Tesla launches a new option to lease its solar panels in an attempt to revive its fallen home solar business. The company is offering a new rental plan in six states – Arizona, California, Connecticut, Massachusetts, New Jersey and New Mexico – and it will cost just $ 50 a month (plus tax), with no pre-installation costs or a long-term contract. The monthly payment also includes maintenance, maintenance and any "other necessary hardware", though tenants must pass any tax breaks or discounts to Tesla.
The new rental option only started a few months after Tesla cut prices on board its solar panels. Taken together, the two solutions show how Tesla has been trying to rejuvenate its home solar panel business, which has been shrinking over the three years since the company became the market leader of SolarCity at the time. In July, Tesla announced it had fewer solar panels in the second quarter of 201
The terrain of Tesla sales to choose the rental option is that it will be cheaper, faster and less burdensome for homeowners to get solar panels on their roof at first. The company promises a one-click experience that is far simpler than the usual process that Tesla says typically involves "lengthy consultations and piles of paperwork."
In any eligible state except California, Tesla will charge $ 50 per month for a "Small" 3.8kW solar panel system that generates an average of 10 to 14kWh of energy per day, $ 100 per month for the "average" "A 7.6kW system that generates 19 to 28kWh, or $ 150 a month for a" big "11.4kW system, produces 29 to 41kWh per day.
Monthly percentages are higher in California; the rents will cost $ 65, $ 130 and $ 195 per month for small, medium and large systems, respectively. It costs about $ 10,000, $ 20,000 and $ 30,000 to buy small, medium and large systems, respectively, from Tesla directly (installation included), depending on the state. (Tesla's Powerwall base battery still has to be purchased separately and cannot be added to solar panel rentals, the company says.)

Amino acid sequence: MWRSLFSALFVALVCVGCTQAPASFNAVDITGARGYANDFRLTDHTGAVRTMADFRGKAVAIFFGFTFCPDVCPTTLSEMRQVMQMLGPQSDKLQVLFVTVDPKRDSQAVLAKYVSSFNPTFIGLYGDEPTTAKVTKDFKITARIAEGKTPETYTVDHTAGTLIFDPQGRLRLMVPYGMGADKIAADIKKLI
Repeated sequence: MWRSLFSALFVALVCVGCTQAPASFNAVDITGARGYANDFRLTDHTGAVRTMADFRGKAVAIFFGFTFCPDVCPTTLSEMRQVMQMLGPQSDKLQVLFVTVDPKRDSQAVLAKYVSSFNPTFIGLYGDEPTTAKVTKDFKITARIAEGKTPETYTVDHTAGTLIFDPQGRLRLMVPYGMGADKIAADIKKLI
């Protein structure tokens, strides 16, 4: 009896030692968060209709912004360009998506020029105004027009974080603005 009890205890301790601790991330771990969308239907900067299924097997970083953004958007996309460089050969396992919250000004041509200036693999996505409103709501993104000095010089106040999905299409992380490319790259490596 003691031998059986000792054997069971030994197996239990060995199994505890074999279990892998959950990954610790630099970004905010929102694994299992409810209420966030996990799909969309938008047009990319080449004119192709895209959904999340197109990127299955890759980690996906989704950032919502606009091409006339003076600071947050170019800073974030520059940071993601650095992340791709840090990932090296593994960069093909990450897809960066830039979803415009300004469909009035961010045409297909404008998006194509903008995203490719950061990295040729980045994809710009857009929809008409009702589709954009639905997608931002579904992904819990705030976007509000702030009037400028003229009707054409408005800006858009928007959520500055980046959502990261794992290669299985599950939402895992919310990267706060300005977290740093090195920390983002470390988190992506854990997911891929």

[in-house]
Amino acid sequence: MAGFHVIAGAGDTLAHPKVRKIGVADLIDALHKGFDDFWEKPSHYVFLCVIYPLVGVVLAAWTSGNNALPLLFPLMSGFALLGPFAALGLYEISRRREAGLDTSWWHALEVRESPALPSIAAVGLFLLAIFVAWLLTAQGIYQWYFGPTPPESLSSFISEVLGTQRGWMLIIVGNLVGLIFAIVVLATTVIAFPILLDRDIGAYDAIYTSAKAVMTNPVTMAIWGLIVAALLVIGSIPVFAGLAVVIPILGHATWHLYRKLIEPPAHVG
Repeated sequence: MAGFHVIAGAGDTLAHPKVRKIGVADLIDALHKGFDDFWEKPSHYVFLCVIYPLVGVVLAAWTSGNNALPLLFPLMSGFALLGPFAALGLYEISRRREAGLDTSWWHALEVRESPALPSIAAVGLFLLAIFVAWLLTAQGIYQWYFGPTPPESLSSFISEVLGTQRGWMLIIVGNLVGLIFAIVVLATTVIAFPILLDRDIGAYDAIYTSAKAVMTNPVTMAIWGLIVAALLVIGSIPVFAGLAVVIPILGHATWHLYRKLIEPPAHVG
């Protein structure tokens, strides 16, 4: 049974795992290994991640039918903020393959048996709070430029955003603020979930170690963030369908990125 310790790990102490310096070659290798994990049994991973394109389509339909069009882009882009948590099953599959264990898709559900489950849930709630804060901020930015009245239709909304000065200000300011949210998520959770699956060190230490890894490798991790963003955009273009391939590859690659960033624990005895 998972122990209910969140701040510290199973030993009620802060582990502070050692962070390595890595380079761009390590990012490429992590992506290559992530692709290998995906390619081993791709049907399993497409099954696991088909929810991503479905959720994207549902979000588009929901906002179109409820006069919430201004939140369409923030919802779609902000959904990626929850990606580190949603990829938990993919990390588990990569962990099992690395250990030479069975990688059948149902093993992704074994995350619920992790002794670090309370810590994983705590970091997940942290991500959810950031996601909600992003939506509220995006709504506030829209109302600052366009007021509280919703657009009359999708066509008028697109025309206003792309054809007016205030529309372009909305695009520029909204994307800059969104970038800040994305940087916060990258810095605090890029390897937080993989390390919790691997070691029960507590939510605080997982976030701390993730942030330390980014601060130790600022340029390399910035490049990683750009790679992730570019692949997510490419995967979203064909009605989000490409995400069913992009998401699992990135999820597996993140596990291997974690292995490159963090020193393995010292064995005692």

Although the contract is not long-term, there are some limitations. Customers must own their home to install the panels. They can cancel the rental at any time, though they will be charged $ 1500, all of which Tesla says will go toward the cost of uninstalling the panels. (Tesla does not profit from this, the company writes.) In addition, Tesla will impose a $ 1,500 fee if the homeowner decides to downgrade from one of the larger systems to a smaller one. Owners can purchase the system as soon as five years after it is started and operated under the agreement.
Monthly rental rates can also be increased at any time, according to the language of the subscription agreement. Tenants will have up to 30 days to accept the change or cancel their subscription.
As with solar panel leasing plans (or more complex "power purchase agreements"), Tesla's solar panel tenants must submit "all tax credits, incentives, discounts and certificates" to the company. For example, in Arizona, that means Tesla can make between $ 4 021 and $ 10 063 for installation in combined federal and state tax incentives.
The federal solar panel tax credit currently covers 30 percent of total costs, though this incentive begins a multi-year phase beginning January 1, 2020. But even without the federal tax credit, customers who have the money to buy Tesla's solar power panel systems will directly consume less over the life of the panels. Depending on where they live and which system they buy, Tesla solar panel tenants will end up spending more than the purchase price after about 12 to 18 years paying the monthly subscription fee (if not changed).
SolarCity used to offer a leasing plan for solar panels, which made it cheaper for homeowners to roll with home solar power. However, this was one of the characteristics that Tesla discontinued after the acquisition of the company and overall sales of solar panels have steadily declined over the years. The company also closed installation centers and closed a deal with Home Depot in 2018, which helped market and sell its solar panels.
Tesla has spent the last few years highlighting the more futuristic (and more expensive) design of the Solar Roof, which involves replacing the entire roof with light-sensitive shingles. But the company is still in the design and testing phase and has a minimal amount of sun roofs. In the meantime, Tesla has set up a large commercial energy production and storage business that has helped balance the revenue it lost after declining sales of residential solar panels.